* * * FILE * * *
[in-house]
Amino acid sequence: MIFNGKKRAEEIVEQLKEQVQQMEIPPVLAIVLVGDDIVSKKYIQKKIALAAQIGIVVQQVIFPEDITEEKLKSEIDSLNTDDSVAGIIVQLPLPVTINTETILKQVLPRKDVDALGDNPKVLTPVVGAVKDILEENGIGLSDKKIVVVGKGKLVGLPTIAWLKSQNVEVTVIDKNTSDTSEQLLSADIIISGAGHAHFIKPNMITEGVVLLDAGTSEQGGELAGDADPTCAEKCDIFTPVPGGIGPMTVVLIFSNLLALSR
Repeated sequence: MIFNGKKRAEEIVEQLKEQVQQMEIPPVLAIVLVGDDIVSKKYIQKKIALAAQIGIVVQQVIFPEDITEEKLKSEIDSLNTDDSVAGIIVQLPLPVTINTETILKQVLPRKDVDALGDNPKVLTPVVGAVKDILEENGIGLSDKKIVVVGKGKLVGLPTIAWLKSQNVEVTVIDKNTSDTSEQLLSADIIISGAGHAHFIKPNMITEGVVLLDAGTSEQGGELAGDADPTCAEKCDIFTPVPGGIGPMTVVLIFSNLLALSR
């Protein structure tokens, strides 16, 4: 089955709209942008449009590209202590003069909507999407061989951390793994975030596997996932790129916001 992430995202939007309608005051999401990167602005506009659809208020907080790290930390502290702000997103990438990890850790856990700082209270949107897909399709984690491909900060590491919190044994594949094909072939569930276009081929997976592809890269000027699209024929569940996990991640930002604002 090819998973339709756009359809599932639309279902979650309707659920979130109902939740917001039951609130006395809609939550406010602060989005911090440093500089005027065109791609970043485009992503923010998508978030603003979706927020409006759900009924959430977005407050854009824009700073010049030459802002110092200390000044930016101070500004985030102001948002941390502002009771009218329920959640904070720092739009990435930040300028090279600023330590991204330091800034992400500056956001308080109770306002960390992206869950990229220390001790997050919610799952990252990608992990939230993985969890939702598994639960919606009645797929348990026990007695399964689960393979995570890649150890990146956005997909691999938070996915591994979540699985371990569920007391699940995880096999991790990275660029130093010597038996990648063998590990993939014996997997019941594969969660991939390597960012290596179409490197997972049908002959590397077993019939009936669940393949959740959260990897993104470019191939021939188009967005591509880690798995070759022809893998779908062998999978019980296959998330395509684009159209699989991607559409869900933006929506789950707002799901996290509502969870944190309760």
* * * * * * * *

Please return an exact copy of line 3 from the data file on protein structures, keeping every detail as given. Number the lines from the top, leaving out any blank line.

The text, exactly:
Repeated sequence: MIFNGKKRAEEIVEQLKEQVQQMEIPPVLAIVLVGDDIVSKKYIQKKIALAAQIGIVVQQVIFPEDITEEKLKSEIDSLNTDDSVAGIIVQLPLPVTINTETILKQVLPRKDVDALGDNPKVLTPVVGAVKDILEENGIGLSDKKIVVVGKGKLVGLPTIAWLKSQNVEVTVIDKNTSDTSEQLLSADIIISGAGHAHFIKPNMITEGVVLLDAGTSEQGGELAGDADPTCAEKCDIFTPVPGGIGPMTVVLIFSNLLALSR